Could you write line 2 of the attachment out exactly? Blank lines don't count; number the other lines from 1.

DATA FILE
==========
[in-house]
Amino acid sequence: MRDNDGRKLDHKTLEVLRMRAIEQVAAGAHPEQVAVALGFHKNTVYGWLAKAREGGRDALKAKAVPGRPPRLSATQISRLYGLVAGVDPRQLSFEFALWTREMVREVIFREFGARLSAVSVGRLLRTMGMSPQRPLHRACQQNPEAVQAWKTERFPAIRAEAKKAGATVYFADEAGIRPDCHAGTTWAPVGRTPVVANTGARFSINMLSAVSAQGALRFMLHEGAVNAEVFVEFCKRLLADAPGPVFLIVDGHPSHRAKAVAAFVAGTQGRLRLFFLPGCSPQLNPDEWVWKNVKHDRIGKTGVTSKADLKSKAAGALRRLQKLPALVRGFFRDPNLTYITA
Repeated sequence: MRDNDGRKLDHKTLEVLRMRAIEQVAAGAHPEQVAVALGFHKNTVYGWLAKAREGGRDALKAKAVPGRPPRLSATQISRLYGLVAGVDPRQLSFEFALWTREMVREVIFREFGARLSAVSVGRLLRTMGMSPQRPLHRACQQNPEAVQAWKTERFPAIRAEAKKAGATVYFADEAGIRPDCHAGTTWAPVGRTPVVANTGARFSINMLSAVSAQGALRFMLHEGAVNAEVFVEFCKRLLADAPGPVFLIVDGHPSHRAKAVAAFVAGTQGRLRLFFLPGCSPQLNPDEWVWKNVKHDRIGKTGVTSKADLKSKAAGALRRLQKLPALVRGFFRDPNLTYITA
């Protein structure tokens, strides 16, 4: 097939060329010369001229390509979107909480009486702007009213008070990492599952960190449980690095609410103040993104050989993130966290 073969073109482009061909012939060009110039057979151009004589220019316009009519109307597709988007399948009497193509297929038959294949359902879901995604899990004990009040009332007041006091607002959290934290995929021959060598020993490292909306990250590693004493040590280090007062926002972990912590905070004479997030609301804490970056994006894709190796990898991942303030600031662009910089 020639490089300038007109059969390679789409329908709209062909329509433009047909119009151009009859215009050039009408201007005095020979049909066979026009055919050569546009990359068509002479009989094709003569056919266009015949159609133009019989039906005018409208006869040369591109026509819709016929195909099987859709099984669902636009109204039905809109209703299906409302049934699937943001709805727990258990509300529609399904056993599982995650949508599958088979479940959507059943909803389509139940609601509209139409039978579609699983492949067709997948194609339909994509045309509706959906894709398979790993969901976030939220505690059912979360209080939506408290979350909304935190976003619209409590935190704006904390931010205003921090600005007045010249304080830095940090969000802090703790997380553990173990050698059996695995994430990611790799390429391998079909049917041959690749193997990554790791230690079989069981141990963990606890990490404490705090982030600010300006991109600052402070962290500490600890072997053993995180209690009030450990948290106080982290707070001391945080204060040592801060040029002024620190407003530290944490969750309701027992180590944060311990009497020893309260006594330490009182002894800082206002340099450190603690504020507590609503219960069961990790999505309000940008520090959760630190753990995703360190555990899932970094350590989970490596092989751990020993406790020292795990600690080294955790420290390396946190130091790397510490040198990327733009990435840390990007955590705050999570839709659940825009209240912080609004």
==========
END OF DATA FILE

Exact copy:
Amino acid sequence: MRDNDGRKLDHKTLEVLRMRAIEQVAAGAHPEQVAVALGFHKNTVYGWLAKAREGGRDALKAKAVPGRPPRLSATQISRLYGLVAGVDPRQLSFEFALWTREMVREVIFREFGARLSAVSVGRLLRTMGMSPQRPLHRACQQNPEAVQAWKTERFPAIRAEAKKAGATVYFADEAGIRPDCHAGTTWAPVGRTPVVANTGARFSINMLSAVSAQGALRFMLHEGAVNAEVFVEFCKRLLADAPGPVFLIVDGHPSHRAKAVAAFVAGTQGRLRLFFLPGCSPQLNPDEWVWKNVKHDRIGKTGVTSKADLKSKAAGALRRLQKLPALVRGFFRDPNLTYITA